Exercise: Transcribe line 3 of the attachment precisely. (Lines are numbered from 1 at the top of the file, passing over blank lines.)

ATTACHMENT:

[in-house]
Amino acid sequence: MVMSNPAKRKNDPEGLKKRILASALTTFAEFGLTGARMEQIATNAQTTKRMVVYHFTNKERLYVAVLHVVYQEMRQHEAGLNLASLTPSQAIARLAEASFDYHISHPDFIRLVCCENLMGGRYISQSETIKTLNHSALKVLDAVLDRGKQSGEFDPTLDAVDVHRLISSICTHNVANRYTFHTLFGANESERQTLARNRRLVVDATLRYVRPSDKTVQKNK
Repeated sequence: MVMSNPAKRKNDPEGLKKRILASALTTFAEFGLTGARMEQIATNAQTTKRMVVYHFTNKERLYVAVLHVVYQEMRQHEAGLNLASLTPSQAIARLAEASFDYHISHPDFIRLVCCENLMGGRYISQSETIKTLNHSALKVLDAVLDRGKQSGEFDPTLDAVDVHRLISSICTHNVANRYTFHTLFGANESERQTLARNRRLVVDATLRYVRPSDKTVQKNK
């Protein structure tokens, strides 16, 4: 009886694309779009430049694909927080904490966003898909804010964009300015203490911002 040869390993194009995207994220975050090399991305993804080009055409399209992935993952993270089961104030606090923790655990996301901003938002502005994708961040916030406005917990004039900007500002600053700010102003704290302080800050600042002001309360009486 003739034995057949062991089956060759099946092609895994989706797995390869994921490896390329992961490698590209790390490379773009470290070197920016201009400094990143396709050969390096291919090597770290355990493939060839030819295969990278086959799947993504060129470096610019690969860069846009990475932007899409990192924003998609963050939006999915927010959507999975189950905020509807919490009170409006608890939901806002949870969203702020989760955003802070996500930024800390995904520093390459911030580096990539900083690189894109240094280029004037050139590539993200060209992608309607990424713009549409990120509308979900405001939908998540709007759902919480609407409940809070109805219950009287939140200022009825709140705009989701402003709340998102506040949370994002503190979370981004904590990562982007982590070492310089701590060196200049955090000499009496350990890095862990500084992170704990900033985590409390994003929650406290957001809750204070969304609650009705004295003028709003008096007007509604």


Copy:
Repeated sequence: MVMSNPAKRKNDPEGLKKRILASALTTFAEFGLTGARMEQIATNAQTTKRMVVYHFTNKERLYVAVLHVVYQEMRQHEAGLNLASLTPSQAIARLAEASFDYHISHPDFIRLVCCENLMGGRYISQSETIKTLNHSALKVLDAVLDRGKQSGEFDPTLDAVDVHRLISSICTHNVANRYTFHTLFGANESERQTLARNRRLVVDATLRYVRPSDKTVQKNK